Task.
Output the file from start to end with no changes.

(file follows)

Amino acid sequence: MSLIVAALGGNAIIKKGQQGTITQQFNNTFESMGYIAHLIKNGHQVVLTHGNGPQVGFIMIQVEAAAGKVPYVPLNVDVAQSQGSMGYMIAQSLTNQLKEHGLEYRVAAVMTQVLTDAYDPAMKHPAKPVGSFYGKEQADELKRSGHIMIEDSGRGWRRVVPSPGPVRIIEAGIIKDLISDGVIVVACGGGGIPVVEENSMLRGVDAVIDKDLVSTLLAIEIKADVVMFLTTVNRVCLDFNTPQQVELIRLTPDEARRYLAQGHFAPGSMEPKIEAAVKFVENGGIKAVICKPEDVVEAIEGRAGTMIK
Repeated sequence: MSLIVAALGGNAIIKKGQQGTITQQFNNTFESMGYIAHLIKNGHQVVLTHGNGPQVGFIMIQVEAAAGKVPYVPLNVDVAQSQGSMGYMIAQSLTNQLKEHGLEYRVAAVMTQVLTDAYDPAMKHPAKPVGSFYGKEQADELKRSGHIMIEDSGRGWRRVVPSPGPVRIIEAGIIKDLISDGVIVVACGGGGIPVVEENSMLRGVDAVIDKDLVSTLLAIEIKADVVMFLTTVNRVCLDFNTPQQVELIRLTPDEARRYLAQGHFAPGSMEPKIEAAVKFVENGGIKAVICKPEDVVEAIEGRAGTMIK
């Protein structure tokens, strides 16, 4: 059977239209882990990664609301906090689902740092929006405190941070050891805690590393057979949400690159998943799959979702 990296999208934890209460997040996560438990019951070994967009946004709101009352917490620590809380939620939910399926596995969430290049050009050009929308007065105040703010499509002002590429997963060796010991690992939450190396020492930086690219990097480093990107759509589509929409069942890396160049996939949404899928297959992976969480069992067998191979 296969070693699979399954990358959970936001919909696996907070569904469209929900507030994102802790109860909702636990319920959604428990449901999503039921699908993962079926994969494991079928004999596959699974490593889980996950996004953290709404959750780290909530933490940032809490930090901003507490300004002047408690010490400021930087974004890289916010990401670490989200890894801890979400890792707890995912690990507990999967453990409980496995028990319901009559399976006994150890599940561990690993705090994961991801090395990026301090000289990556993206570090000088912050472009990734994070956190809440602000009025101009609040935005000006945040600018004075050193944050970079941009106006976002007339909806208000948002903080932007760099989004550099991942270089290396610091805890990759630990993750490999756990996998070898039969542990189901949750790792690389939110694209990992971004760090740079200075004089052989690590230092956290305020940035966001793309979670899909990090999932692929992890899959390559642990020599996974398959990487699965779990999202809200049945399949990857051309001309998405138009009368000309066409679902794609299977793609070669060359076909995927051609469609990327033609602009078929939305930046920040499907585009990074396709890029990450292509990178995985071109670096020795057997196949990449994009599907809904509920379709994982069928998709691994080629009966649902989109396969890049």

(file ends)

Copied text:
Amino acid sequence: MSLIVAALGGNAIIKKGQQGTITQQFNNTFESMGYIAHLIKNGHQVVLTHGNGPQVGFIMIQVEAAAGKVPYVPLNVDVAQSQGSMGYMIAQSLTNQLKEHGLEYRVAAVMTQVLTDAYDPAMKHPAKPVGSFYGKEQADELKRSGHIMIEDSGRGWRRVVPSPGPVRIIEAGIIKDLISDGVIVVACGGGGIPVVEENSMLRGVDAVIDKDLVSTLLAIEIKADVVMFLTTVNRVCLDFNTPQQVELIRLTPDEARRYLAQGHFAPGSMEPKIEAAVKFVENGGIKAVICKPEDVVEAIEGRAGTMIK
Repeated sequence: MSLIVAALGGNAIIKKGQQGTITQQFNNTFESMGYIAHLIKNGHQVVLTHGNGPQVGFIMIQVEAAAGKVPYVPLNVDVAQSQGSMGYMIAQSLTNQLKEHGLEYRVAAVMTQVLTDAYDPAMKHPAKPVGSFYGKEQADELKRSGHIMIEDSGRGWRRVVPSPGPVRIIEAGIIKDLISDGVIVVACGGGGIPVVEENSMLRGVDAVIDKDLVSTLLAIEIKADVVMFLTTVNRVCLDFNTPQQVELIRLTPDEARRYLAQGHFAPGSMEPKIEAAVKFVENGGIKAVICKPEDVVEAIEGRAGTMIK
């Protein structure tokens, strides 16, 4: 059977239209882990990664609301906090689902740092929006405190941070050891805690590393057979949400690159998943799959979702 990296999208934890209460997040996560438990019951070994967009946004709101009352917490620590809380939620939910399926596995969430290049050009050009929308007065105040703010499509002002590429997963060796010991690992939450190396020492930086690219990097480093990107759509589509929409069942890396160049996939949404899928297959992976969480069992067998191979 296969070693699979399954990358959970936001919909696996907070569904469209929900507030994102802790109860909702636990319920959604428990449901999503039921699908993962079926994969494991079928004999596959699974490593889980996950996004953290709404959750780290909530933490940032809490930090901003507490300004002047408690010490400021930087974004890289916010990401670490989200890894801890979400890792707890995912690990507990999967453990409980496995028990319901009559399976006994150890599940561990690993705090994961991801090395990026301090000289990556993206570090000088912050472009990734994070956190809440602000009025101009609040935005000006945040600018004075050193944050970079941009106006976002007339909806208000948002903080932007760099989004550099991942270089290396610091805890990759630990993750490999756990996998070898039969542990189901949750790792690389939110694209990992971004760090740079200075004089052989690590230092956290305020940035966001793309979670899909990090999932692929992890899959390559642990020599996974398959990487699965779990999202809200049945399949990857051309001309998405138009009368000309066409679902794609299977793609070669060359076909995927051609469609990327033609602009078929939305930046920040499907585009990074396709890029990450292509990178995985071109670096020795057997196949990449994009599907809904509920379709994982069928998709691994080629009966649902989109396969890049």